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Scars of APS tragedy

Five years have passed since we carried the heaviest coffins, wiped our tears and consoled grieving parents whose children went to school and never returned. The tragedy at the Army Public School in Peshawar was so traumatic that the nation has not moved past ever since.
Terrorism and violence was at its peak when the massacre occurred in 2014. Khyber Pakhthunkwa was the hotbed of terrorism and Peshawar was a frequent target. The worst nightmare occurred as a group of terrorists attacked the school that morning killing 144 innocent students and teachers.
The nation has made strides against terrorism ever since, yet many people are still living with the tragedy. Families of the victims still mourn their loved ones. The students who survive still suffer from mental stress and trauma. The ordinary mother still shivers for a second as she sends her son off to school today. 
The APS tragedy of 2014 shook the conscience of the nation. The army launched a full-scale operation to eliminate the remnants of terrorism. The civilian government came up with a comprehensive National Action Plan (NAP) but it failed to be implemented effectively. Five of the attackers have been hung till death but the victims’ families demand more.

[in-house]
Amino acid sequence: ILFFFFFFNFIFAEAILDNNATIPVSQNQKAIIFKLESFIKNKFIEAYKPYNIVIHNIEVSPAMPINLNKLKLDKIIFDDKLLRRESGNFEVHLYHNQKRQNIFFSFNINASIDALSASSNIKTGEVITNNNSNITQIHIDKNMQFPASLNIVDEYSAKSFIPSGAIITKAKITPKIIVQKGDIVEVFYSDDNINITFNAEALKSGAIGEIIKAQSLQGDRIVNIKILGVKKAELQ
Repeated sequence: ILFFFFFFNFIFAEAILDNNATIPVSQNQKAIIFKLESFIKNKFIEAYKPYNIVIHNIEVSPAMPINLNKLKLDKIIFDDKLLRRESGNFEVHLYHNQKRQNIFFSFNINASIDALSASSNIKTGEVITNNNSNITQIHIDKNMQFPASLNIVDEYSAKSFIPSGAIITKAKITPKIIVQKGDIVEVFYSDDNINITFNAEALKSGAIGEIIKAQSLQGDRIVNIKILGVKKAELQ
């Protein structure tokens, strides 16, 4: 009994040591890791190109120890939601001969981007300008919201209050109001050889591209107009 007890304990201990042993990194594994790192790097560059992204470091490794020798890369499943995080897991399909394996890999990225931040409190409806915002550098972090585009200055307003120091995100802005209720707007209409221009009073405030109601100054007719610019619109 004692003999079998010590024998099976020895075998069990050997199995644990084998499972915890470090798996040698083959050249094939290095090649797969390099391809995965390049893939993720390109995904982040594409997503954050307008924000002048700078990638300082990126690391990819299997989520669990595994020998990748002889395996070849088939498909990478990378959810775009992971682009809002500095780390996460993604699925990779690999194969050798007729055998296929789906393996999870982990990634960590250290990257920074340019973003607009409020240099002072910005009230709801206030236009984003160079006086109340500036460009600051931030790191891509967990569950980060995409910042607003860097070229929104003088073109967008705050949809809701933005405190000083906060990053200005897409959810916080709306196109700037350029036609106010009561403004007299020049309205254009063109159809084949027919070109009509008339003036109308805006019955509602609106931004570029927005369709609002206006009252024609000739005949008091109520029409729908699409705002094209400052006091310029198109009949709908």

The families seek more answers as to who was responsible for failing to prevent the incident. They have yet to receive any satisfactory reply as no one is willing to take responsibility. Local authorities state that it was an army-owned school and the management belonged to the military.
The Tehreek-e-Taliban Pakistan (TTP)  were quick to take credit for the barbaric attack. It is ironic that terrorists quickly accept blame but officials don’t. The army eventually arrested TTP’s spokesman Ehsansullah Ehsan but he remains under custody even though victims’ families have called for his death sentence. 
December 16 will now forever remain in our memories as a day of tragedies. We saw the Fall of Dhaka in 1971 in which the nation’s limbs were cut off from us, and now the APS tragedy will haunt us every year. The day serves as a grim reminder of the sacrifices that the entire country made in the war against terror.
The day also reminds us of the resilience the nation has demonstrated in time of adversity. APS survivor Waleed Khan, who sustained eight bullet wounds in the incident, once said ‘were attacked by guns but will reply with the pen’. Pakistan will continue to emerge victorious against the war on terror but for this the nation must always stand united.
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